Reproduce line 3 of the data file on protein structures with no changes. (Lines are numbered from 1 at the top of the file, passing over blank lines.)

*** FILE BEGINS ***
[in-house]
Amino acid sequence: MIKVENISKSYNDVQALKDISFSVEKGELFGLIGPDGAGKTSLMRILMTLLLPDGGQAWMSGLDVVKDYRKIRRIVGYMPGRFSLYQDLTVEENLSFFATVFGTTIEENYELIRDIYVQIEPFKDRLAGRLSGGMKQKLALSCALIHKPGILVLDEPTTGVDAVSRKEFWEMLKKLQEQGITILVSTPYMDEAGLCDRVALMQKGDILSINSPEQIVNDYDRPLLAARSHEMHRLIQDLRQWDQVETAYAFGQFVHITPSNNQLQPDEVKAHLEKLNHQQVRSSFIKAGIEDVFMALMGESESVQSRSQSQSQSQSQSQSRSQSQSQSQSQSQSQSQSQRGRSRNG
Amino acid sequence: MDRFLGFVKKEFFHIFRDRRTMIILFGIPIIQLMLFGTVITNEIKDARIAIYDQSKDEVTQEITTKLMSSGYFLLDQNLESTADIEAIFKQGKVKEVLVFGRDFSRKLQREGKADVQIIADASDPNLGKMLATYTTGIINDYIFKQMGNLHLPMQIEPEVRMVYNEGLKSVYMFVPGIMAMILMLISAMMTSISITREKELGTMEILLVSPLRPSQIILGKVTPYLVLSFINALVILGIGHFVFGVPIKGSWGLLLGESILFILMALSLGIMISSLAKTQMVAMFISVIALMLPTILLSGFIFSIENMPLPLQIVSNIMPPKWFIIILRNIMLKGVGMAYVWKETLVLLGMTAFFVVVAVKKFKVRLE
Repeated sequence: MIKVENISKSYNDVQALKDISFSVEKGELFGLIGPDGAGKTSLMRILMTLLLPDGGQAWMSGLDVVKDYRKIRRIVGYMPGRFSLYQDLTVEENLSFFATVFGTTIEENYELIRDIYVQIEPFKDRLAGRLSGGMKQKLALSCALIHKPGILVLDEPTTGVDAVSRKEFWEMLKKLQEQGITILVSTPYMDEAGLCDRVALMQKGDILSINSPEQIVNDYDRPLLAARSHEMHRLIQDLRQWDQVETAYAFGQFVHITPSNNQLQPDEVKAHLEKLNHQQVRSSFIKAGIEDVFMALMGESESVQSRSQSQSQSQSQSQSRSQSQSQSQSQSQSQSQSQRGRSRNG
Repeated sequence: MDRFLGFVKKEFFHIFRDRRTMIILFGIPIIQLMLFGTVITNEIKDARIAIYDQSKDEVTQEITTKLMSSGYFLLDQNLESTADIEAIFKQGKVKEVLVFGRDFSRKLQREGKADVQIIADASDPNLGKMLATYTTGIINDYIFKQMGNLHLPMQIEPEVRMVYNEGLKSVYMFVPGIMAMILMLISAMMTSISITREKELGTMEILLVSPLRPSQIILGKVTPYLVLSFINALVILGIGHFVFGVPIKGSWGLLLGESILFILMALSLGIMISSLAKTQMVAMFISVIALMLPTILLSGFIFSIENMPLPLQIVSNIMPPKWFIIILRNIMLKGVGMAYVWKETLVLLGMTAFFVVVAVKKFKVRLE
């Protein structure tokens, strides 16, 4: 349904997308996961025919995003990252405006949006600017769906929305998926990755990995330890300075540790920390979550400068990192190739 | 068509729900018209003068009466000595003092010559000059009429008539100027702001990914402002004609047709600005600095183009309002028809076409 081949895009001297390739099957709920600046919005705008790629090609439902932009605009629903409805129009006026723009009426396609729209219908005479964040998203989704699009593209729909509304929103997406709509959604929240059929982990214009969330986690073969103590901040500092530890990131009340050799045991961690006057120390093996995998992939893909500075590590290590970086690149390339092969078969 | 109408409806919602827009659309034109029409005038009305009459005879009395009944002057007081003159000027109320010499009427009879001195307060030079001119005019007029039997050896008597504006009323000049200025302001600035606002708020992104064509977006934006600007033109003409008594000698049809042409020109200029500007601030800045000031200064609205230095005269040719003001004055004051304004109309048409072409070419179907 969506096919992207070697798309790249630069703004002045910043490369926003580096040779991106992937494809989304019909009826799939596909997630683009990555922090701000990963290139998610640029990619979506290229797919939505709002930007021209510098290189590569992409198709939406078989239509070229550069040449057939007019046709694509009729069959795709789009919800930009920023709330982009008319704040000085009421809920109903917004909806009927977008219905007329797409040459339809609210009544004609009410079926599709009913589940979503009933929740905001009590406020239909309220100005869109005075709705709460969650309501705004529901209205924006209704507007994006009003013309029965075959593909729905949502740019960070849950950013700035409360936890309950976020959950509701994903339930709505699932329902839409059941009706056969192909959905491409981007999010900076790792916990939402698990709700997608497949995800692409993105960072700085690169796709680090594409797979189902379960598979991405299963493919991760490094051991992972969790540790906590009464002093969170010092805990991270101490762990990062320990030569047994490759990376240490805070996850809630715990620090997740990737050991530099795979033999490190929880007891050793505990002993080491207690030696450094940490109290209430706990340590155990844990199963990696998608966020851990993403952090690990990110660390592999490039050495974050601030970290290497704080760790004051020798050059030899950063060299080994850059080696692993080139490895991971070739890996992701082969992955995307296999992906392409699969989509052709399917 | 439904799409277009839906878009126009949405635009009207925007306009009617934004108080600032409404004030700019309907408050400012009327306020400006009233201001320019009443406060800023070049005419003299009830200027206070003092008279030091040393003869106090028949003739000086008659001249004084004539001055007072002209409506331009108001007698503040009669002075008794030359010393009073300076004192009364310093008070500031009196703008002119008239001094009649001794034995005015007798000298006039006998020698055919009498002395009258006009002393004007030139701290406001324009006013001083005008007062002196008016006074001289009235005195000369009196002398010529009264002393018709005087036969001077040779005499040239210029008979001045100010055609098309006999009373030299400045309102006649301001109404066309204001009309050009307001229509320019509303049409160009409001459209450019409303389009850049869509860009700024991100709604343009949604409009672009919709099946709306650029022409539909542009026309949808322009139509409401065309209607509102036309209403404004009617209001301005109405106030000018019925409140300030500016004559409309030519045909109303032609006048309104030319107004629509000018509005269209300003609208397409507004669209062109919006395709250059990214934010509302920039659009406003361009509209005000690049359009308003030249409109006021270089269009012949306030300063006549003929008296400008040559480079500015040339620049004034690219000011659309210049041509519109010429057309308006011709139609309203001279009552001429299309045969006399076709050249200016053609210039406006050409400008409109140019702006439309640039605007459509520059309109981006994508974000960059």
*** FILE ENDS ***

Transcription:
Amino acid sequence: MDRFLGFVKKEFFHIFRDRRTMIILFGIPIIQLMLFGTVITNEIKDARIAIYDQSKDEVTQEITTKLMSSGYFLLDQNLESTADIEAIFKQGKVKEVLVFGRDFSRKLQREGKADVQIIADASDPNLGKMLATYTTGIINDYIFKQMGNLHLPMQIEPEVRMVYNEGLKSVYMFVPGIMAMILMLISAMMTSISITREKELGTMEILLVSPLRPSQIILGKVTPYLVLSFINALVILGIGHFVFGVPIKGSWGLLLGESILFILMALSLGIMISSLAKTQMVAMFISVIALMLPTILLSGFIFSIENMPLPLQIVSNIMPPKWFIIILRNIMLKGVGMAYVWKETLVLLGMTAFFVVVAVKKFKVRLE